Hummel Column: There is no more junk
I drove past a small junky, hand-painted homemade sign today that said, "buying junk cars" and included a phone number. I've never seen a sign like that before, but I know that the price of scrap iron and junk metal is very high now, and folks are going out behind the barn, out into the woods and down into the coulees and dragging out old tractors, combines, plows, disks, trucks, pickups and cars left to rust and be concealed by weeds and hauling the junk into scrap dealers for hard cash. All this leads a person to wonder, is there really any junk anymore? Is anything worthless? Even pages of newspapers with boring columns on them can be recycled to wrap fish.
In some communities they set aside a week where you can haul your broken furniture, your old beds, broken lamps, ruined mowers and anything you want to get rid of out to the curb and the city will pick it up and haul it away. Besides the convenience of getting rid of the stuff is the positive development of folks who cruise the boulevards in search of something they need. If the people throwing the stuff away are near the curb when the cruisers stop, they'll help them load it up. Everybody feels good about it. Garage sales work almost the same way, except the goods have more quality and there is a price, although it's always a bargain. If somebody can use it, it's not junk.
Used clothing is not junk. Kids' clothes can be passed down to somebody a size or two smaller, two or three times. Among adults, there is always at least one person the same size as you. Somebody out there could put that old shirt you're wearing to good use. Our grandson, Half Nelson, went to the prom a few years ago in a seersucker '60's suit he bought for $7, in a thrift shop. It wasn't junk.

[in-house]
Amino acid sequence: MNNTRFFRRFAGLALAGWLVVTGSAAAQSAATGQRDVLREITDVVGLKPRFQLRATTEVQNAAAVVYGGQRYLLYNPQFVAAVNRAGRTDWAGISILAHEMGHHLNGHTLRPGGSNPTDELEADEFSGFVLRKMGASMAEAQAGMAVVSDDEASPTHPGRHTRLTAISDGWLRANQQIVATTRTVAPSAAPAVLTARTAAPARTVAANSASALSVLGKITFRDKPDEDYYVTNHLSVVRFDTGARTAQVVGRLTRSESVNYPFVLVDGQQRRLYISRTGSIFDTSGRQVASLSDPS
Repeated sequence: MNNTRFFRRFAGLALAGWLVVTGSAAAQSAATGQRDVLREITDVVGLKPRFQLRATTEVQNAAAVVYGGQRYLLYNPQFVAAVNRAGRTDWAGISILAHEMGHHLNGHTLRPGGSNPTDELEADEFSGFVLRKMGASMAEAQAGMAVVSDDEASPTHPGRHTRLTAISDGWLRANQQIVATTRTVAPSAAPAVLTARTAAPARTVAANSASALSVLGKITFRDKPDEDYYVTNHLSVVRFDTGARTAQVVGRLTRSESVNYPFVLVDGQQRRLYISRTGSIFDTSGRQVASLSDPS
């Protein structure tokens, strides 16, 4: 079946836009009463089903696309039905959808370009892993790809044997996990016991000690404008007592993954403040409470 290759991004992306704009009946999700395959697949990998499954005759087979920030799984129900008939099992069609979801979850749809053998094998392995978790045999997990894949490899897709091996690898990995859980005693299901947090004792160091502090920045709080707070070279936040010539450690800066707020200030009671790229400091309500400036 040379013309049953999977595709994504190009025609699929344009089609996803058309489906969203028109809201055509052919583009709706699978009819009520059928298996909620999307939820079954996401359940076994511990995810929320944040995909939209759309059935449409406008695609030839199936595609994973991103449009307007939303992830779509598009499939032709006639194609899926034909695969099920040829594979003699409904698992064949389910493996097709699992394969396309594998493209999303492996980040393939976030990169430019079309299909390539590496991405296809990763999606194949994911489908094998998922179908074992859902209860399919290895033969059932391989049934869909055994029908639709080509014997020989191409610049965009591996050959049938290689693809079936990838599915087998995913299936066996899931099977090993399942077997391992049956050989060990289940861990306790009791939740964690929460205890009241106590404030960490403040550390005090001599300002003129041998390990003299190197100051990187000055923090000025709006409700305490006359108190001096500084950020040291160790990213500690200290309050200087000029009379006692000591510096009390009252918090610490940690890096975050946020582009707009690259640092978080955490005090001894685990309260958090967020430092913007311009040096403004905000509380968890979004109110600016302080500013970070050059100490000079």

We have a big garbage bin in our garage where we deposit all our tin cans, glass jars, bottles, plastic containers, paper and cardboard. Every two weeks we roll this bin out to the curb and a big truck comes around and hauls all that stuff away. Those items would have all gone to the dump at one time, but now they're recycled into more tin cans, glass jars, bottles, plastic containers, paper and cardboard. In other places, the metal, glass, plastic and paper are required to be put into separate containers, but they're all recycled too. Unless you're a bitter, hard-core person who refuses to recycle because he believes recycling is like voting for Al Gore, it gives you a satisfying feeling to be doing your small thing about the environment.
Have you ever driven past a waste lagoon outside a sugar beet processing plant? There's a smell that could peel the paint off your car if you slowed down. You wouldn't want to live anywhere within five miles downwind of that lagoon. Well now, the sugar beet people are taking the waste pulp and creating methane they can use for fuel in their own plants. Then the rest of the pulp can be used as fertilizer in the form of compost. That's exciting news.
Of course we can make our own compost at home, by saving and composting our egg shells, lettuce leaves, vegetable waste, coffee grounds, grass clippings and other waste that once went to the dump. That stuff really churns itself into rich fill and fertilizer as it festers over the winter.
Even wind isn't junk anymore. I drove north on Highway 83 in North Dakota late in March, and counted about 50 of those huge wind generators in the Wilton area. All were turning slowly and cranking out kilowatts.
That country is where I grew up -- home on the range. The wind always blows out there. When I was a kid, surprisingly it stopped blowing one day for just a short time. All the cows fell over. That wind is power, and we're finally putting it to good use.
We can't all build wind generators, but we can all do our small part in the greening of America. If you don't have a place to put your egg shells, you can bring them to my place.